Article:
Cedar City, nestled against the stair-stepped Hurricane Cliffs, is the gateway to southwestern Utah’s natural wonders and national parklands. Besides being home to the famed Utah Shakespeare Festival, Cedar City is an adventure playground for hikers. Above the town, canyons drain down from the eroded 10,000-foot rim of Cedar Breaks National Monument while sprawling Dixie National Forest, a land of ragged mountains, ancient bristlecone pines, and rushing waterfalls, protects the beauty of the wooded Markagunt Plateau. Cedar City, sitting astride Interstate 15, makes an ideal basecamp to hike the region’s diverse trails.
Before hitting the trail, be prepared by bringing extra clothes, rain gear, sunscreen, and plenty of food and water. Follow Leave No Trace principles by packing out trash, properly disposing of human waste, following existing trails, and taking only photos and leaving only footprints. Here are our choices for nine of the best easy hikes near Cedar City.
1. Alpine Pond Nature Trail: Cedar Breaks National Monument
The two-mile Alpine Pond Nature Trail explores the lofty rim of Cedar Breaks Amphitheater, threading through spruce and fir forests and crossing open meadows splashed with summer wildflowers. The hike, making a double loop north of the trailhead at Chessman Ridge Overlook, passes a spring-fed pond and features gentle grades. Along the way you’ll find stunning views across the spacious amphitheater, a deep basin filled with bands of red-tinted sandstone eroded into cliffs, minarets, and hoodoos. Come at sunset for outrageous hues of salmon, rose, and pumpkin.
2. Spectra Point & Ramparts Overlook Trail: Cedar Breaks National Monument
This four-mile, out-and-back hike runs along the south rim of Cedar Breaks Amphitheater and features million-year-old views across the colorful 2,000-foot-deep basin from two scenic overlooks. Beginning near Point Supreme, the trail edges along the lofty rim past groves of twisted bristlecone pines before reaching stunning views below a fenced overlook at Spectra Point. Continue hiking west for another mile to the jaw-dropping Ramparts Overlook. A geologic wonderland of castellated ridges and tottering hoodoos spreads across the amphitheater below the viewpoint.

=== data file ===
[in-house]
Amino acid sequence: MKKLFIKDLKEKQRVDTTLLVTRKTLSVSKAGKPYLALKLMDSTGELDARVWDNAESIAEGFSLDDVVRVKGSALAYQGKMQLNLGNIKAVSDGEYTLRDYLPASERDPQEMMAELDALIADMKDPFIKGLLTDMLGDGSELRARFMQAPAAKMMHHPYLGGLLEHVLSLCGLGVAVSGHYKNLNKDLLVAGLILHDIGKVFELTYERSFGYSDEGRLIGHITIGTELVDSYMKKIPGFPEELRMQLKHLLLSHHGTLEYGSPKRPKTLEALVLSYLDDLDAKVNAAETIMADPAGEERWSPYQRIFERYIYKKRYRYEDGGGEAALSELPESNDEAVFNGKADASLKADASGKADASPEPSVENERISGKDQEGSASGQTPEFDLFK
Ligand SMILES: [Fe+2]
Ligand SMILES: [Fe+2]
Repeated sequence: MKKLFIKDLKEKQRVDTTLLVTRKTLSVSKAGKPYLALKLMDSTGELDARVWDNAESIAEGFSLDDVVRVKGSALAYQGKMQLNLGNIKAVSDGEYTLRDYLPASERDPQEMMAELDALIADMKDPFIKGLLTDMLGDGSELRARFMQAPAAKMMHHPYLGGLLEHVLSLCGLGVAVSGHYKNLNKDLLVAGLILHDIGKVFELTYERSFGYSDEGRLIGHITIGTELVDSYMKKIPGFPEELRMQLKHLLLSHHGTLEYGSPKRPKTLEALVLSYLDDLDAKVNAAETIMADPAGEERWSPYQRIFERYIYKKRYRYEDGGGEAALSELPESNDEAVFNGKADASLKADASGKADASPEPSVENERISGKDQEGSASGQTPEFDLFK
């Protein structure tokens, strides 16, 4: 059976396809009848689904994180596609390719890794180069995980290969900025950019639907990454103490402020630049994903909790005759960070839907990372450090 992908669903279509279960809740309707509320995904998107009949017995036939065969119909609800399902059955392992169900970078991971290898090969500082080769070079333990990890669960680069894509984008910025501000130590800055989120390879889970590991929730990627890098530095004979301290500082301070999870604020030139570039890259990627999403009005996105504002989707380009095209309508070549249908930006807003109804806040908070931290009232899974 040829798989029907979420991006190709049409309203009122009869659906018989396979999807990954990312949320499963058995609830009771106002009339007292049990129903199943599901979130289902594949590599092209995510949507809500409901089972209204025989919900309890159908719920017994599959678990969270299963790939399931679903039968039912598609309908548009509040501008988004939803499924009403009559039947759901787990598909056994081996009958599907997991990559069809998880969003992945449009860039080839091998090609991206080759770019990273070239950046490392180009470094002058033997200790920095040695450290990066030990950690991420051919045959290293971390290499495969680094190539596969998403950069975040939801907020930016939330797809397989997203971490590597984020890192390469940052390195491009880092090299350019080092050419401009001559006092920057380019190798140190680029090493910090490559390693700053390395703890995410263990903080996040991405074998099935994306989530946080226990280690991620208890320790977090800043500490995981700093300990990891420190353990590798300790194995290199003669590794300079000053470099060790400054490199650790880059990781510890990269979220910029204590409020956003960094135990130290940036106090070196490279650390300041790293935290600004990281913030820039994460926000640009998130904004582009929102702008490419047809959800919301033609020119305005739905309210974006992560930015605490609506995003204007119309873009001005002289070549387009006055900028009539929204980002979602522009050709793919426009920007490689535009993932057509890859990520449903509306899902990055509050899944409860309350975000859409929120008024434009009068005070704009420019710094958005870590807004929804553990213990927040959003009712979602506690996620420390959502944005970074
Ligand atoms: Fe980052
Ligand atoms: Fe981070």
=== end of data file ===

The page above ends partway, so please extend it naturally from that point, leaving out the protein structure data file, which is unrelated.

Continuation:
3. Sunset Trail: Cedar Breaks National Monument
Sunset Trail is one of Cedar Breaks’ best easy day hikes with a paved surface, gentle grades, riotous wildflowers, and scenic views galore. The ADA-accessible trail makes a perfect outing for seniors, families with strollers, and wheelchairs. The hike starts at the picnic area by the park campground and ends a mile later at Sunset View Overlook, which is, not surprisingly, an ideal spot to watch the sun sink behind the western horizon. Do the two-mile, round-trip hike in midsummer when meadows are festooned with colorful larkspur, columbine, primrose, and paintbrush and temperatures are cool at 10,400 feet.
4. Twisted Forest Trail
If you want to hike among the ancient pine trees, head north from Brian Head on a dirt road and take a short hike along Twisted Forest Trail on the northern edge of Ashdown Gorge Wilderness Area. The moderate trail climbs for a mile through an open forest of weather-sculpted bristlecone pine trees, including some of Utah’s oldest trees, to a spectacular overlook above the rainbow-colored vastness of Cedar Breaks. These bristlecones, growing in gravelly soil, were old-timers before Christ was born, with some trees well more than 2,000 years old. At trail’s end, enjoy the view across sandstone canyons and castles in the basin below, and then return back down the path to the trailhead.